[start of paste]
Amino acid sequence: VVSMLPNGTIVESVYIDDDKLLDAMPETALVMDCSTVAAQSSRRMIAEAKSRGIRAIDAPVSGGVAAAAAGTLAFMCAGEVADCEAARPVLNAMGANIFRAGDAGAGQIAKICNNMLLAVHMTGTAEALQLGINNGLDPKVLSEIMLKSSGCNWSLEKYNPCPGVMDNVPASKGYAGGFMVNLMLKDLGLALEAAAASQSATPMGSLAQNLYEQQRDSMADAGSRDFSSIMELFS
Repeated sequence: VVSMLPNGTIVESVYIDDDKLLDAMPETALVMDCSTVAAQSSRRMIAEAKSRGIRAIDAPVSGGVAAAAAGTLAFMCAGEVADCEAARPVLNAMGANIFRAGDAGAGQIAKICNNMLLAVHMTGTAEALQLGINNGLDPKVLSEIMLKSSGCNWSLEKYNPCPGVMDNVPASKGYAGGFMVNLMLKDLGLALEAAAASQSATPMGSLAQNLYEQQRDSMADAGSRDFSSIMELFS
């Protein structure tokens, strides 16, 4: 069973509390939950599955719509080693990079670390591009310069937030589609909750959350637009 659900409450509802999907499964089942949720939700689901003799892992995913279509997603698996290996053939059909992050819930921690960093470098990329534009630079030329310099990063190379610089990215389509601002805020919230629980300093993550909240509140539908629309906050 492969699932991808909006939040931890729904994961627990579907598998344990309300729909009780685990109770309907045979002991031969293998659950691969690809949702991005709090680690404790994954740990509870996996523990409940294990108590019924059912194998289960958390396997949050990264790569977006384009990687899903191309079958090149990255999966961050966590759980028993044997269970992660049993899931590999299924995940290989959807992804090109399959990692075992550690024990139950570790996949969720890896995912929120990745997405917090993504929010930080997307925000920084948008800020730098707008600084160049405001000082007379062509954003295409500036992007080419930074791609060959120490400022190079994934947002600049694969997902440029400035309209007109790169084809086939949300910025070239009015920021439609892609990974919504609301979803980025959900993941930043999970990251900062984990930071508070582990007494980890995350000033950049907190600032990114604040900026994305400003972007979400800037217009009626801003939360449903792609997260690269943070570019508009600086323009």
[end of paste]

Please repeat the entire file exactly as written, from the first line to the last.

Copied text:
Amino acid sequence: VVSMLPNGTIVESVYIDDDKLLDAMPETALVMDCSTVAAQSSRRMIAEAKSRGIRAIDAPVSGGVAAAAAGTLAFMCAGEVADCEAARPVLNAMGANIFRAGDAGAGQIAKICNNMLLAVHMTGTAEALQLGINNGLDPKVLSEIMLKSSGCNWSLEKYNPCPGVMDNVPASKGYAGGFMVNLMLKDLGLALEAAAASQSATPMGSLAQNLYEQQRDSMADAGSRDFSSIMELFS
Repeated sequence: VVSMLPNGTIVESVYIDDDKLLDAMPETALVMDCSTVAAQSSRRMIAEAKSRGIRAIDAPVSGGVAAAAAGTLAFMCAGEVADCEAARPVLNAMGANIFRAGDAGAGQIAKICNNMLLAVHMTGTAEALQLGINNGLDPKVLSEIMLKSSGCNWSLEKYNPCPGVMDNVPASKGYAGGFMVNLMLKDLGLALEAAAASQSATPMGSLAQNLYEQQRDSMADAGSRDFSSIMELFS
């Protein structure tokens, strides 16, 4: 069973509390939950599955719509080693990079670390591009310069937030589609909750959350637009 659900409450509802999907499964089942949720939700689901003799892992995913279509997603698996290996053939059909992050819930921690960093470098990329534009630079030329310099990063190379610089990215389509601002805020919230629980300093993550909240509140539908629309906050 492969699932991808909006939040931890729904994961627990579907598998344990309300729909009780685990109770309907045979002991031969293998659950691969690809949702991005709090680690404790994954740990509870996996523990409940294990108590019924059912194998289960958390396997949050990264790569977006384009990687899903191309079958090149990255999966961050966590759980028993044997269970992660049993899931590999299924995940290989959807992804090109399959990692075992550690024990139950570790996949969720890896995912929120990745997405917090993504929010930080997307925000920084948008800020730098707008600084160049405001000082007379062509954003295409500036992007080419930074791609060959120490400022190079994934947002600049694969997902440029400035309209007109790169084809086939949300910025070239009015920021439609892609990974919504609301979803980025959900993941930043999970990251900062984990930071508070582990007494980890995350000033950049907190600032990114604040900026994305400003972007979400800037217009009626801003939360449903792609997260690269943070570019508009600086323009």